Our working lives are becoming longer as the UK population ages. Work will be a critical part of the how the UK adapts to having an older population.
The Foresight Future of an Ageing Population project provides policy-makers with the best evidence and analysis of the main challenges that result from older and extended working lives.
The following five pieces of evidence from the project describe the current picture of UK employment for older workers, and the challenges people face working later in life.
1. Employment rates drop sharply for people who are employed by others as they reach their late 50’s, whereas the decline in the rate of self-employment is more gradual.
Enabling men and women to access self-employment opportunities may extend their working lives.
2. Employment rates among those aged 65-69 for both men and women have increased since the mid 1990’s.
Factors including better health, improved skills and the enabling of flexible working are likely behind this trend. It is hard to predict how long these factors will continue to drive this increase.
3. There are significant regional differences in employment of older people, with men aged 65+ in London and the South East over 40% more likely to be in employment than those in Scotland or Yorkshire and the Humber.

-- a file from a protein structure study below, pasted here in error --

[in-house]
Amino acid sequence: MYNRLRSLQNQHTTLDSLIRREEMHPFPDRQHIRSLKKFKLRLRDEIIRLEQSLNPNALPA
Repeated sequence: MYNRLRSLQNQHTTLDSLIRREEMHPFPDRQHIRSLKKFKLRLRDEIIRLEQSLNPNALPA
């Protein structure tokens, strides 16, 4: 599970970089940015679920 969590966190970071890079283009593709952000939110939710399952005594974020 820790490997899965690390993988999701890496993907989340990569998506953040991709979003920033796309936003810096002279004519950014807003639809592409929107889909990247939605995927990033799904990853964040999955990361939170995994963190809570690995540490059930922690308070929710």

Policies to extend working lives are therefore likely to require a strong regional focus.
4. Once out of the workforce, older workers are more likely to remain unemployed.
Of those seeking work over the age of 50, 46% of men and 38% of women had been doing so for more than one year.
5. People with caring responsibilities are more likely to work part time, retire or be economically inactive than those without – and demand for care is likely to continue to increase.
Enabling people to balance their care responsibilities with work may be critical to the retention in the workforce.
Read Foresight’s Future of an Ageing Population final report to find out more about how work will change as the population of the UK ages.
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